The children will spend time, using books, atlases and the National Geographic website and resources researching each continent and explore why the continents have different temperatures and types of weather. Why are some hot, some very cold, some rainy, some a mixture and others steady? Following this we will began to explore the term ‘climate’. We will explore that ‘climate’ is the weather but over a long period of time and that it would take several years to discover the climate of an area. We will look at the climate zones, acknowledging that they are like bands across our globe. As the bands run horizontally, this means that some continents have several climate zones, explaining why they could be green, rainy and humid in one area but dry and sandy in another. The children will reflect on our own climate and we will explore the term ‘temperate’. We will explore that the climate zones have names: temperate, polar and topical.

 

Case Study 7

In case study 7, the children will began to make sense of why certain animals and plants survive in different climate zones. The children will study a selection of animals and plants, observing their features and needs. We will plot pictures of different animals and plants across the world. Once the animals are on the map the children will be questioned to see any similarities. To look at this in more detail, we will think about the different conditions in our own country and how our plants and animals are suited to them. The children will recognise that if we moved animals and plants to different climates, it would be unlikely that they would survive. 

 

Case Study 8

In the final stages of our project we will think about what different places around the world would feel like. The children will use their knowledge to think what they would take to a topical location, a polar location or a temperate location. The children will compare our climate, animals and plants with those in Johannesburg, where we have a link with a primary school. We will use our knowledge of our own country, climate, animals and plants to write an information text. 

 

Link to Global goals (14 and 15):

The children will recognise the diverse world they live in, thinking about how climates, animals and plants can vary across continents. It will enable them to see the challenges different citizens face when living in extreme climates. 

 

The Presentation of Learning:

The children will create an information leaflet titled ‘Introducing Liverpool’. The leaflet will look at our global position, the climate we live in and the animals and plants we are familiar with. We will ask questions about the differences found in South Africa and send our leaflets to our partner school, Sedibeng Primary School in Johannesburg. 

 

 

 

English across the curriculum: Anchor text: 

Our main anchor texts will be A River by Mark Martin and Meerkat Mail by Emily Gravett

 

A River

There is a river outside my window. Where will it take me? So begins an imaginary journey from the city to the sea. From factories to farmlands, freeways to forest, each new landscape is explored through stunning illustrations and poetic text

 

Meerkat Mail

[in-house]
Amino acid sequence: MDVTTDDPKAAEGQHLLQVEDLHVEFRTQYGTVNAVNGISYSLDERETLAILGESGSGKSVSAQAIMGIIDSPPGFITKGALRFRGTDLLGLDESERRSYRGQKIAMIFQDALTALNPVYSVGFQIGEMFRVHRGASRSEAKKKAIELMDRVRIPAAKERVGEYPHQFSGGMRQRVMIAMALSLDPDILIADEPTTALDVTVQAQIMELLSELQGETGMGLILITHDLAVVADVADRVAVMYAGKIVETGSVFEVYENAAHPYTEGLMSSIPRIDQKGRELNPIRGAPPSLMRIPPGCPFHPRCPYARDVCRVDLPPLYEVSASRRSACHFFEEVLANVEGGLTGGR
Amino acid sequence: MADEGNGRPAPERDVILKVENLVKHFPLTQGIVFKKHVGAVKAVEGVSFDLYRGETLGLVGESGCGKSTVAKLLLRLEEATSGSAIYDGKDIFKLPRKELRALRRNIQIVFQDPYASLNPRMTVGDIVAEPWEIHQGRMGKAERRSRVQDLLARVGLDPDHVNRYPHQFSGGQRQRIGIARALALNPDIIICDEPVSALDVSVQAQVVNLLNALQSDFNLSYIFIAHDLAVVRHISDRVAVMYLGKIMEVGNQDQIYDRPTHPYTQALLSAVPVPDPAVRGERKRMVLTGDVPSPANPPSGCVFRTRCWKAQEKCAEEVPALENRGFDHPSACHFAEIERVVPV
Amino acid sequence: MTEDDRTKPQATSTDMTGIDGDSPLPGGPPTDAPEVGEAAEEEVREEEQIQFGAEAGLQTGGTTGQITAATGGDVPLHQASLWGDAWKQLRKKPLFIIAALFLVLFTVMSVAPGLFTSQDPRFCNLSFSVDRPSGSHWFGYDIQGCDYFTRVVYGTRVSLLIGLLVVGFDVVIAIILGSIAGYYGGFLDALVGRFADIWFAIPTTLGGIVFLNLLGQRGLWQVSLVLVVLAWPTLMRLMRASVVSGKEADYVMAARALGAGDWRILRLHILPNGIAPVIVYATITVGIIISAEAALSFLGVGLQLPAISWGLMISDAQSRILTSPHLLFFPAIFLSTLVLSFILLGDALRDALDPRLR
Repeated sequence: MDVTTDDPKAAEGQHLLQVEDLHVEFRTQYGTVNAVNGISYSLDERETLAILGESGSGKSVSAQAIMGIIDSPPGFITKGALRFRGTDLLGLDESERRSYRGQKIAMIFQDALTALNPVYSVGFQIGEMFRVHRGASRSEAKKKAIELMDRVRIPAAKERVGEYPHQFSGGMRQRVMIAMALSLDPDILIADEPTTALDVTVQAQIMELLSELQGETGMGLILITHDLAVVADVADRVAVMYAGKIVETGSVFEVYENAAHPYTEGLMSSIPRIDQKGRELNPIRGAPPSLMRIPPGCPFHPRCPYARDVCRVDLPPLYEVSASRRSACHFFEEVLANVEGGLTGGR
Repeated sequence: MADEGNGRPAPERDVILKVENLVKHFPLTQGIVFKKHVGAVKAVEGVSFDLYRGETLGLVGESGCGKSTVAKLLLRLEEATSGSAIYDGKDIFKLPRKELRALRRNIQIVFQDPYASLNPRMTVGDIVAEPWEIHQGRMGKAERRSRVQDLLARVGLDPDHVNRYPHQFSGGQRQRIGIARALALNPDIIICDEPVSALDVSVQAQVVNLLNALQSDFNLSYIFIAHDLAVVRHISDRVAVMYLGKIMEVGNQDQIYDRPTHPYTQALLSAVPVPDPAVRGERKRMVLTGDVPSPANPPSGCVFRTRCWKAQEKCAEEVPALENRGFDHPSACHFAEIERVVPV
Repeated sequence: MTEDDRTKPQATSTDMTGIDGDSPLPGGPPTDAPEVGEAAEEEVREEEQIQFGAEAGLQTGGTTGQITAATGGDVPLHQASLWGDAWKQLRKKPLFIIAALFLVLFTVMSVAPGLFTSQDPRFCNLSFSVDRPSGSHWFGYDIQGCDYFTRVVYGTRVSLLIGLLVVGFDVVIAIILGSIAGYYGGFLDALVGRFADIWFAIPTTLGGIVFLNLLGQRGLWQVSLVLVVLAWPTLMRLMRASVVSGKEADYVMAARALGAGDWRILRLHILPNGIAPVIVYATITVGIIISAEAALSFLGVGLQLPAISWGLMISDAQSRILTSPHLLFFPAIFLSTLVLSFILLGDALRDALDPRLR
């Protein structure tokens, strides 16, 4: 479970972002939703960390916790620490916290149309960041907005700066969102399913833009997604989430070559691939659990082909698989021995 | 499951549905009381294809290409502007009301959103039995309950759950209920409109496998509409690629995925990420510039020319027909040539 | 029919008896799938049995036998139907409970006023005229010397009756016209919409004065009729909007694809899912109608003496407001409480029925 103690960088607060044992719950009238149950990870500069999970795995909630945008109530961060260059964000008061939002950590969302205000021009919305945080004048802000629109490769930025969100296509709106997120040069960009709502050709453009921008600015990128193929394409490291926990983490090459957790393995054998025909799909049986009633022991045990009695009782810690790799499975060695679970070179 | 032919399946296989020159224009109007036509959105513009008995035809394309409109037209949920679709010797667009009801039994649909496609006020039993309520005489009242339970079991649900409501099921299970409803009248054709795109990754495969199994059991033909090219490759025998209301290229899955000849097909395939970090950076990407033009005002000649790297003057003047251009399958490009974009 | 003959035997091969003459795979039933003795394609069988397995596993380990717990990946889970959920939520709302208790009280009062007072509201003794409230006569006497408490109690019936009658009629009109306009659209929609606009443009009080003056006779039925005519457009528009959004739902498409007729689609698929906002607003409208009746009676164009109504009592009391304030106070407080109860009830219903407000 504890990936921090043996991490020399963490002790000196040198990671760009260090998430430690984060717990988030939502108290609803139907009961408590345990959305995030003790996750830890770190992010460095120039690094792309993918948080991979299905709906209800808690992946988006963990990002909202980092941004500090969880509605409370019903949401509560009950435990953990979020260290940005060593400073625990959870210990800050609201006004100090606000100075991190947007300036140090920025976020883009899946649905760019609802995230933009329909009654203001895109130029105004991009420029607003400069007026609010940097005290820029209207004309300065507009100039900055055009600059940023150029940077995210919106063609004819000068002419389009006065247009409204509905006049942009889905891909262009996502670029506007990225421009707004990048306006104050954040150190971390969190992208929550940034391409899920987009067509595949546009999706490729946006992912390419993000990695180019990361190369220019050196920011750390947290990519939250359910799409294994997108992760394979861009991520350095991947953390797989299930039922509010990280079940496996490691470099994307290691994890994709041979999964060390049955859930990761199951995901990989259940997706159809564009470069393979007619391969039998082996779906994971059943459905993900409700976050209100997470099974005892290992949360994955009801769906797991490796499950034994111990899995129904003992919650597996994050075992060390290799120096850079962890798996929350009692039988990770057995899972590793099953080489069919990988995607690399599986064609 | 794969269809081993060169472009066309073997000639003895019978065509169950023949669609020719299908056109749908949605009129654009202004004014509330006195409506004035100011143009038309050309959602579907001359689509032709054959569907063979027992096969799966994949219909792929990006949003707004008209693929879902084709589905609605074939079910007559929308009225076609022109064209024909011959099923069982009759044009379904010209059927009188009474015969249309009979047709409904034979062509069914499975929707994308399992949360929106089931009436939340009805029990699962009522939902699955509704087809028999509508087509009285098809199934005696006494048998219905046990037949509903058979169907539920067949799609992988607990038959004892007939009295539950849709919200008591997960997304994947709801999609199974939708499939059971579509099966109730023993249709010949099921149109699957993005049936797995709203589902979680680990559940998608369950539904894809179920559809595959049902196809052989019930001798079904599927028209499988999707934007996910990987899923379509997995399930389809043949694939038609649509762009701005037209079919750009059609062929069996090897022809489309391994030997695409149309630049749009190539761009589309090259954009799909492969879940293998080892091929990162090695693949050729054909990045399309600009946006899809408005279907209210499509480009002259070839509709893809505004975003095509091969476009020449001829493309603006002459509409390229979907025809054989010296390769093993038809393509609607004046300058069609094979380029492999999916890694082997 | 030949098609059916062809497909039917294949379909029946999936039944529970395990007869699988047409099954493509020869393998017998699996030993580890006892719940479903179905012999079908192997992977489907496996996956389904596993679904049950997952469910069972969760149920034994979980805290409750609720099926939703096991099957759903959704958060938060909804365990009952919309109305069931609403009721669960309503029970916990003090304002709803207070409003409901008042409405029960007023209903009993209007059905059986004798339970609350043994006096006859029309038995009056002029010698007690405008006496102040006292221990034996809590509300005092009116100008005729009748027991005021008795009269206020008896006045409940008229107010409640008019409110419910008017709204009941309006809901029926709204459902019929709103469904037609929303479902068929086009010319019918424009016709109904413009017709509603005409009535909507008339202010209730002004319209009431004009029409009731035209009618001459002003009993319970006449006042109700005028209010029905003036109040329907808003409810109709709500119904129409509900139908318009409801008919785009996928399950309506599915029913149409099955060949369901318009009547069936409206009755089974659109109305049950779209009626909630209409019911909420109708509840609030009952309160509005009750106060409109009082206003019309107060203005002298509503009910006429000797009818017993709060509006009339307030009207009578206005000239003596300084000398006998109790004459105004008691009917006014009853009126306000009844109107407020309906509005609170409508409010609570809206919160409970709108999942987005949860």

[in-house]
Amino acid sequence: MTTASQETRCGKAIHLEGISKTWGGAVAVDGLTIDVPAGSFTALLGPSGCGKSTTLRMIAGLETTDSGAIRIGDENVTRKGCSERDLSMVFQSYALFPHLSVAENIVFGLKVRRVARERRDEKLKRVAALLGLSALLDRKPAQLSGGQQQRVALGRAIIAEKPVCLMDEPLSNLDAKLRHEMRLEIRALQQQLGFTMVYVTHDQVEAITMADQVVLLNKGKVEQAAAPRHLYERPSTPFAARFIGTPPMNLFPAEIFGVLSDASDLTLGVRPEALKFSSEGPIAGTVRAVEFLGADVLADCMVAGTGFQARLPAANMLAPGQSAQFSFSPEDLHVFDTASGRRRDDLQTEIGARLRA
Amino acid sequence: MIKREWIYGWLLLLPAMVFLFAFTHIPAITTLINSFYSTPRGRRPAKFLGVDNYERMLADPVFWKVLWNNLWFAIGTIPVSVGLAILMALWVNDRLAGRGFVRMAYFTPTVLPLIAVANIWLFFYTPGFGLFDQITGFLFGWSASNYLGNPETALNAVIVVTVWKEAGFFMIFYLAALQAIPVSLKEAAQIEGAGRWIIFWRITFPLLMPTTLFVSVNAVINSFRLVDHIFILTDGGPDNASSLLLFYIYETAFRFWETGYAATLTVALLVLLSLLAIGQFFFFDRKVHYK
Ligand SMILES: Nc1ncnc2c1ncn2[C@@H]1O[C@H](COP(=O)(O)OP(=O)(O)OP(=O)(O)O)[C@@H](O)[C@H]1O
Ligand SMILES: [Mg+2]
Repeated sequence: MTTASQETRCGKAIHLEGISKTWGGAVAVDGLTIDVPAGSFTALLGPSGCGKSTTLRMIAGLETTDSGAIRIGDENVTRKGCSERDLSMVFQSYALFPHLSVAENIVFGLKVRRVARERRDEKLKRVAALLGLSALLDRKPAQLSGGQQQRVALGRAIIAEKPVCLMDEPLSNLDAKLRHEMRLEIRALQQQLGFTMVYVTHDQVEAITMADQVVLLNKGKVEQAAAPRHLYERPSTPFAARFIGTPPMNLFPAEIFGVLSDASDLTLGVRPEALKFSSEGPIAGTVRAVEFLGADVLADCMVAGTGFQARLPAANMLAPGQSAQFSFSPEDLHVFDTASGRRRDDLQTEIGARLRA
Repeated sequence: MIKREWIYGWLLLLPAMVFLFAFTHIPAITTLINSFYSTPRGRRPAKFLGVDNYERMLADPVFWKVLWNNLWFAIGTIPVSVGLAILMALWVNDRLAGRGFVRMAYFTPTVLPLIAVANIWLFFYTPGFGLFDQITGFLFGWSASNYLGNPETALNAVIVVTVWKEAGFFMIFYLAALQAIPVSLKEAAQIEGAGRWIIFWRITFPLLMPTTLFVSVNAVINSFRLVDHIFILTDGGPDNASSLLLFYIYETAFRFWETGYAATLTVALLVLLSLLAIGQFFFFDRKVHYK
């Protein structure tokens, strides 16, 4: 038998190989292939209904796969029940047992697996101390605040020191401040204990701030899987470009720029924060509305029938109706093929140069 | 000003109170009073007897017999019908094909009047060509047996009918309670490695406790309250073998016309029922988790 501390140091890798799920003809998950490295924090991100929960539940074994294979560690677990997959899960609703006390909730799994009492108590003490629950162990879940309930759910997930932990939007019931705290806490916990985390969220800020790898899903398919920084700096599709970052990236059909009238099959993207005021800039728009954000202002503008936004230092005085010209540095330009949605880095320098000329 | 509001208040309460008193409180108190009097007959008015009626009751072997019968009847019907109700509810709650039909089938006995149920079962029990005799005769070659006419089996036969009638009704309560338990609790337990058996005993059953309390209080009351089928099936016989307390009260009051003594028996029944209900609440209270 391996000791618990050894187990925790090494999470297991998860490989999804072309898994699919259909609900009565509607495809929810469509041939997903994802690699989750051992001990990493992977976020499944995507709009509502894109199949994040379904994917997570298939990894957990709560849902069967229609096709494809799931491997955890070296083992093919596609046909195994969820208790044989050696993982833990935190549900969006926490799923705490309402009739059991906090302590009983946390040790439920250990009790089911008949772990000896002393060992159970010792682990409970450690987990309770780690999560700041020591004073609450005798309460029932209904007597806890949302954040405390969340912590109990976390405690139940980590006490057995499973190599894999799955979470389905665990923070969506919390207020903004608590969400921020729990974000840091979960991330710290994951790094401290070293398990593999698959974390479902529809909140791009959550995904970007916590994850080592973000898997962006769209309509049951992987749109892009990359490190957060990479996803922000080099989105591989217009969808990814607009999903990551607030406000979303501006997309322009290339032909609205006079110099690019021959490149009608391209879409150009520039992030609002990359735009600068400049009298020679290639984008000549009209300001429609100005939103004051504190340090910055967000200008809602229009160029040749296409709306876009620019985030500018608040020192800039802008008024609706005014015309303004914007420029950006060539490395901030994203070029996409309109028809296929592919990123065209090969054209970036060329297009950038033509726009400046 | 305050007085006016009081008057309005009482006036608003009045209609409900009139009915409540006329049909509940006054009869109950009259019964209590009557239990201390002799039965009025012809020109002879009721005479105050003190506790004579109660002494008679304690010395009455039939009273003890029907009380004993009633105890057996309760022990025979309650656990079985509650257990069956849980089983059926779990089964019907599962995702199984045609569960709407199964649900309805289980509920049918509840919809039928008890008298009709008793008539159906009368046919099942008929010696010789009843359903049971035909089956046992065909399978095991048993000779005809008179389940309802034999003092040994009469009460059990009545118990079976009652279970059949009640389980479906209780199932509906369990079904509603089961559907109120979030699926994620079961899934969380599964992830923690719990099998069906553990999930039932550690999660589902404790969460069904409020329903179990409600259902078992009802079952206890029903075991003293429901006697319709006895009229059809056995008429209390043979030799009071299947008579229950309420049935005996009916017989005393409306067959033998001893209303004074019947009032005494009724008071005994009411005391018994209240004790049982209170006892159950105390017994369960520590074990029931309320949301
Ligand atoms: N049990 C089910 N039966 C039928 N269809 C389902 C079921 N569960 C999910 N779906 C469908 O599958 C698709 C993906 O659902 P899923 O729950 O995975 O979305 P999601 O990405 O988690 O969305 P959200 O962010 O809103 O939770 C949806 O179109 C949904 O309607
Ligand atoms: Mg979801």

Sunny the meerkat lives with his enormous family in the Kalahari desert. They are all very close ...so close, in fact, that one day Sunny decides he's had enough and packs his bags. He's off to visit his mongoose cousins. But from the watery world of the Marsh Mongoose to the nocturnal lifestyle of the Malagasy Mongoose, Sunny just doesn't fit in. And who's that shadowy figure who seems to be following him around? There's so much to enjoy, from the newspaper cuttings on the endpapers to the wittily accurate information about each mongoose species Sunny visits on his journey.

Knowledge Organiser

Reading 

All children will bring home at least one home reading book each week along with their reading diary. Children have a dedicated day that their book is swapped, however they are also listened to at other times during the school day and so we ask that reading bags are brought into school everyday. We strive to foster your child's love for reading and we engage them in wonderful, immersive books and a wide variety of rich, engaging and carefully selected texts. You can support us by reading with your child at least three times per week, more if possible. 

 

Maths 

We follow a mastery maths programme and use the White Rose Maths planning resources.

 

Children are supported in a variety of approaches to their maths work to ensure sound mathematical understanding. The approaches used are as follows: 

 

Concrete – children should have the opportunity to use concrete objects and manipulatives to help them understand what they are doing.

Pictorial – alongside concrete objects, children should use pictorial representations. These representations can then be used to help reason and solve problems.

Abstract – both concrete and pictorial representations should support children's understanding of abstract methods

 

A suggested overview of the maths blocks can be viewed below however, due to COVID-19, we are adapting our curriculum and teaching to ensure that children have a secure understanding of the key learning targets in mathematics for their year. Further to this, regular teacher assessments, feedback and child engaged discussions inform our dynamic maths curriculum, which responds to the needs of every child. Please see SeeSaw for regular updates on what is being covered. 

 

PE 

PE will take place on Thursday afternoons. Your child can come to school in sports clothes or PE kits on this day. Please make sure they have suitable footwear for sporting activities. 

Spelling

Your child will be given their weekly spelling list every Monday and a test will take place on the following Monday.

 

As well as ensuring your child learns their list, you can support their spelling understanding using Spelling Frame. Log-in cards have been given out to every child. Please access the website here:  https://spellingframe.co.uk

 

 

Recommended books for Year 2

Maths Curriculum